Flowering or fruit-bearing plants gracefully climbing a wooden framework bring a three-dimensional touch to your landscape design. Along an exterior wall, a trellis can give plants maximum exposure to the sun, shield them from extreme weather, or provide privacy for a pool or a patio. Freestanding post-and-beam arbors control and support heavy, spreading vines like grapes and wisteria and at the same time add a touch of classic design.
Mount lightweight wood or plastic trellises at least 2 inches from the house with wooden spacers. The gap lets air circulate and helps prevent vines from attaching themselves to the wall. Erect sturdier trellises intended for bushy plants at least 6 inches from the wall.
If you want an arbor that is big enough to walk under, build it at least 4 feet wide and 7 feet high, with beams and rafters overhanging the corner posts at least 1 foot on all sides. Choose a site for the arbor that is level and use the squaring method described on page 188 to locate the corner posts.
Trellises and arbors must be strong enough to support mature plants in full bloom and to withstand the worst weather your region offers.
Rot-resistant redwood or cedar are excellent choices for trellises and arbors. Neither requires painting or sealing as ordinary pine does. And unlike pressure-treated lumber, they contain no preservatives harmful to some plants. No matter what material you choose, assemble the structure with corrosion-resistant galvanized nails and other hardware.
Choosing a trellis
A simple trellis starts with a pair of 2-by-4 uprights, located parallel to a wall or at right angles to it and set at least 2 feet into the ground. A trellis to support light vines (above, left) begins as a rectangular frame of 2-by-4s nailed to the posts, flush with the tops. The frame should be 1 foot shorter than the height of the posts and at least 2 feet wider than the distance between them. You can weave ¼- by 2-inch lath into a uniform grid (inset) or buy basket weave lattice and cut it to fit the frame. For heavier vines, a grid of 1-by-2s (with the posts serving as two of the verticals) provides sturdy support (above, right). Spacers that are made of 1-by-2s and sets of hooks and eyes hold the trellis 6 inches from the wall. You can cut and hinge the posts (inset) about 6 inches from the ground to permit tipping the trellis outward for pruning the vines or painting the house.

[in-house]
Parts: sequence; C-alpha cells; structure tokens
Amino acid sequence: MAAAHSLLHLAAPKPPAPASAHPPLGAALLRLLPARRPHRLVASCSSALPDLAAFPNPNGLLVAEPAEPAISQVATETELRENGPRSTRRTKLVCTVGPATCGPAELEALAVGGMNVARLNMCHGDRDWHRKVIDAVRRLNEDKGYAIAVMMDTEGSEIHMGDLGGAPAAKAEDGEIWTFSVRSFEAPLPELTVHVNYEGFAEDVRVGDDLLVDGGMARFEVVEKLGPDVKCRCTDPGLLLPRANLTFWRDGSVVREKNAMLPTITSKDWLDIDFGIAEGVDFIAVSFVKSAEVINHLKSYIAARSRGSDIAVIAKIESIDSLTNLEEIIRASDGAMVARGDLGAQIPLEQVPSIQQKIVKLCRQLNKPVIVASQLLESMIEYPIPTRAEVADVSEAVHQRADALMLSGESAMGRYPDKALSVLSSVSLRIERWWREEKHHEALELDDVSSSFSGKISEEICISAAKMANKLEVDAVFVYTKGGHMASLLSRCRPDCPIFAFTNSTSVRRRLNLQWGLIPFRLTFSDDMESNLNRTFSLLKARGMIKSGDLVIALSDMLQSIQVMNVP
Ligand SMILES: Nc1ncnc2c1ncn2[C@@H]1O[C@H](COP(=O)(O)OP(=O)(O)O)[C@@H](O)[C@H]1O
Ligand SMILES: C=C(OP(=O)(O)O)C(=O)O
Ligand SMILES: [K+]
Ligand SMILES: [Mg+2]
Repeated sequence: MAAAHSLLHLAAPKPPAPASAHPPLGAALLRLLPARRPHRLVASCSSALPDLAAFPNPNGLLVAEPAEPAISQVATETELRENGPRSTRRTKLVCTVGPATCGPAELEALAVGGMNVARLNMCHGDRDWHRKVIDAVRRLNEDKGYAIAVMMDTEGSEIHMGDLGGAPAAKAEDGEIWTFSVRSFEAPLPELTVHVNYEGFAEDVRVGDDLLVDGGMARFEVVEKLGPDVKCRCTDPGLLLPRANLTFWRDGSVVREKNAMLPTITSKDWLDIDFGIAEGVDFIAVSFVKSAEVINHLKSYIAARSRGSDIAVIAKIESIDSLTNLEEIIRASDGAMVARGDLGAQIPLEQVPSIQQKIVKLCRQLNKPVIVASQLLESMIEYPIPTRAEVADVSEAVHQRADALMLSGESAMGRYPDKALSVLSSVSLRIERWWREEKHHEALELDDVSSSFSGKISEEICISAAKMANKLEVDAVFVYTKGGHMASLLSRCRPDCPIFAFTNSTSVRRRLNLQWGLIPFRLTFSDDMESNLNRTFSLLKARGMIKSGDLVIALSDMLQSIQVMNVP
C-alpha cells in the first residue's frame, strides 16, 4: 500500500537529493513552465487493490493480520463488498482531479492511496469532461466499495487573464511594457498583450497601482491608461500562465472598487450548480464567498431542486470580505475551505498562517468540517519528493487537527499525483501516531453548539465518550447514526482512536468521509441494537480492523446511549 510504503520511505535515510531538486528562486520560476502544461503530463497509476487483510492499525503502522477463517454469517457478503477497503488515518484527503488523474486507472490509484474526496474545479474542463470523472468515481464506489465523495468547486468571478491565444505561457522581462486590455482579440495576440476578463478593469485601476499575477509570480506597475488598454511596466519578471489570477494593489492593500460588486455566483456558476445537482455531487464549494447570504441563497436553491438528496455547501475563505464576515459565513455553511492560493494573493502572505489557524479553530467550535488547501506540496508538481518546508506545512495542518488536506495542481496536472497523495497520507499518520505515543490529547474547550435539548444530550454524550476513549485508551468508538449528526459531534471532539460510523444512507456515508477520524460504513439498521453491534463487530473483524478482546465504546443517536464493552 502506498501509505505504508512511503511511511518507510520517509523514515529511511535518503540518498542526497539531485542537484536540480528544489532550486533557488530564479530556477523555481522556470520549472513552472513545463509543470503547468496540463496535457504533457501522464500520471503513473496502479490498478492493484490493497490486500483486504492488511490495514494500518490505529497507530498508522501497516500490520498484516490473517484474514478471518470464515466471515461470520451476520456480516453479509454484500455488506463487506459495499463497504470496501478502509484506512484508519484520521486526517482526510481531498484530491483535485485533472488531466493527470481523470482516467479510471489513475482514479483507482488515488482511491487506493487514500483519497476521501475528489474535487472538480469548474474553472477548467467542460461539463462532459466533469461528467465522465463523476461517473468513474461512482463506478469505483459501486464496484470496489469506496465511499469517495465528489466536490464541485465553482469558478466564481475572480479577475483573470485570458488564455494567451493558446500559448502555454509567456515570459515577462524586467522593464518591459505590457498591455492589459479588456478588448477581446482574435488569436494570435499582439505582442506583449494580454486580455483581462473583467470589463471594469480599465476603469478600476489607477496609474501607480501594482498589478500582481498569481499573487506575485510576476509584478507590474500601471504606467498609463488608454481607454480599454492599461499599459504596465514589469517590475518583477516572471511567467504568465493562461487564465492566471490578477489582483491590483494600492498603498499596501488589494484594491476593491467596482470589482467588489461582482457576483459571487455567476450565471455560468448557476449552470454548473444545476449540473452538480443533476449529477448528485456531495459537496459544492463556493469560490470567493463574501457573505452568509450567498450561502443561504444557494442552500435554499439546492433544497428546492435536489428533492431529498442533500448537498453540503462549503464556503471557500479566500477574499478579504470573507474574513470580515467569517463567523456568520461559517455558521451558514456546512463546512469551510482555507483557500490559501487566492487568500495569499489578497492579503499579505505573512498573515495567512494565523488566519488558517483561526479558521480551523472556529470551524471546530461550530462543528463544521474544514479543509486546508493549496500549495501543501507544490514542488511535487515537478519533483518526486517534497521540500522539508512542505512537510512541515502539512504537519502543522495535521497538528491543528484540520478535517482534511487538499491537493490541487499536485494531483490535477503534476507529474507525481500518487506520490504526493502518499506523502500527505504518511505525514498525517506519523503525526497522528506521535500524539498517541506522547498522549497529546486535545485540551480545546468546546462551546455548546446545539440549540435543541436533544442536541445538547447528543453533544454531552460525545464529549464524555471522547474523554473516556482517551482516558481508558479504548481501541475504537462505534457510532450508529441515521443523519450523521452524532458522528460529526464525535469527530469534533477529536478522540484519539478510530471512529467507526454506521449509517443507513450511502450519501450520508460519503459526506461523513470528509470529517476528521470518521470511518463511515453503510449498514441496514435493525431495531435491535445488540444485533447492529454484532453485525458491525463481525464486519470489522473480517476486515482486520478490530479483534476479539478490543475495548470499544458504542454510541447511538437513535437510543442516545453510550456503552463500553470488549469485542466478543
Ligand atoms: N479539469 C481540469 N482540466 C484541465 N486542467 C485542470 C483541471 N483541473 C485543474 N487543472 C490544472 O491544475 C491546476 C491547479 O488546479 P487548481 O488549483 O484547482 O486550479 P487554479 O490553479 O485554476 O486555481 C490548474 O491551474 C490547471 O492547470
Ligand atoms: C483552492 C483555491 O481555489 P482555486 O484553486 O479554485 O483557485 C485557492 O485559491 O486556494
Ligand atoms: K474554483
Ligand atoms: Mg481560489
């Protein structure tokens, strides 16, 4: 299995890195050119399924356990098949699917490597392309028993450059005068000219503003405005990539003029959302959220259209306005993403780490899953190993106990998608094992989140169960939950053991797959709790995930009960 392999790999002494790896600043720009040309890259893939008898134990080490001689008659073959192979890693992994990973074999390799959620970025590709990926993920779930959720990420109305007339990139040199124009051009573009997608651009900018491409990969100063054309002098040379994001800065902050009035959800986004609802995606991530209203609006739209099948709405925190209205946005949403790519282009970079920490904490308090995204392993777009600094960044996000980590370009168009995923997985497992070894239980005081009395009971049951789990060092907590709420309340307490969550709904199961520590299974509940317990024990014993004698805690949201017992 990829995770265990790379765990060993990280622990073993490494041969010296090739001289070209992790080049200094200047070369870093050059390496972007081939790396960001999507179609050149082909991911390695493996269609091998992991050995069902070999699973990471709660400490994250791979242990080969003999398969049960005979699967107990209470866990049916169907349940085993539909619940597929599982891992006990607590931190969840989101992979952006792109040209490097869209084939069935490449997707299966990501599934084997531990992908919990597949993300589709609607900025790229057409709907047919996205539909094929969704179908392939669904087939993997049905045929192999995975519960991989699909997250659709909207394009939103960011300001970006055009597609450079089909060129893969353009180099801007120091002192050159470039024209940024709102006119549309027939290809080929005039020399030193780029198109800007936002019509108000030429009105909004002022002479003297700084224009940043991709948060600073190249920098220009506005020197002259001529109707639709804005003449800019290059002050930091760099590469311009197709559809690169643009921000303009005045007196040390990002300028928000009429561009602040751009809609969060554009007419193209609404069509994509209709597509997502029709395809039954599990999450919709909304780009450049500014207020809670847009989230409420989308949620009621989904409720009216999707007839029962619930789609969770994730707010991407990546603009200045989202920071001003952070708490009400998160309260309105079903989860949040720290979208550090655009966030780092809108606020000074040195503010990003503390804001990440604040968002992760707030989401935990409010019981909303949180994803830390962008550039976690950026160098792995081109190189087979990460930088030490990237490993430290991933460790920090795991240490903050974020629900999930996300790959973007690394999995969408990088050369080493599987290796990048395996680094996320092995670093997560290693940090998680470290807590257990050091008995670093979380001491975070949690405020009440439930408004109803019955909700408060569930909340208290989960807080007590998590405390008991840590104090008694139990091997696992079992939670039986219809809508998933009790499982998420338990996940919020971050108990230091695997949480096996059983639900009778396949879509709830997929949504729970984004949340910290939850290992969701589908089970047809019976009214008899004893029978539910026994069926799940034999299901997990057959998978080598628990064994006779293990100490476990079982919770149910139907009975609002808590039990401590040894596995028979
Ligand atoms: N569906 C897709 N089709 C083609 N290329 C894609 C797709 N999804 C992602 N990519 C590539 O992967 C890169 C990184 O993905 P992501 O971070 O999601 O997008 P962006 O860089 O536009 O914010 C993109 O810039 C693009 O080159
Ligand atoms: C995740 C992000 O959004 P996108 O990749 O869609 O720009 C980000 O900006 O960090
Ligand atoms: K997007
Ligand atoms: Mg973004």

Setting the posts
For each 4-by-4 corner post, dig a hole 3 feet deep with a spade or posthole digger. In soft or sandy soil, place a flat stone or brick at the bottom of each hole. Stand a post in the center of a hole with the sides aligned to the rectangular layout. While a helper uses a level to hold the post vertical (right), tamp soil around the post with a 2-by-4 in successive layers a few inches deep until the hole is filled. To keep the post plumb, temporarily nail two braces to the post and to stakes in the ground. When the first post is in place, stand the other posts alongside it one at a time and mark them at the height of the first. Turn the posts over, then set and brace them in the remaining holes to the depth marked.
Mounting the beams
Measure and cut four 1-by-8s for the beams. With a helper, lift a board even with the top of one pair of posts, the ends extending equally. Fasten the board to one post with a nail, then level the board and nail it to the other post. Mount a second on the posts’ opposite sides. Drill two ½-inch holes through the boards and post, 1 inch from post and board edges (inset). Insert 6-inch carriage bolts and secure with flat washers and nuts. To complete the beam, cut 7½-inch-long spacers from 4-by-4 post lumber. Nail the spacers between the boards at 12- to 18-inch intervals, flush with the top and bottom edges. Build a similar beam on the other two posts.
Installing the rafters
Measure and mark rafter positions on top of the beams at 18- to 24-inch intervals, then cut 1-by-6 boards for the rafters. Set each rafter on edge across the beams, aligned with the marks and overhanging the beams equally on each side. Toenail the rafters to the beams (right), or use galvanized rafter ties (inset). To prevent splits from occurring when toenailing along the edge of a board, drill pilot holes at the correct angle slightly smaller than the diameter of the nails.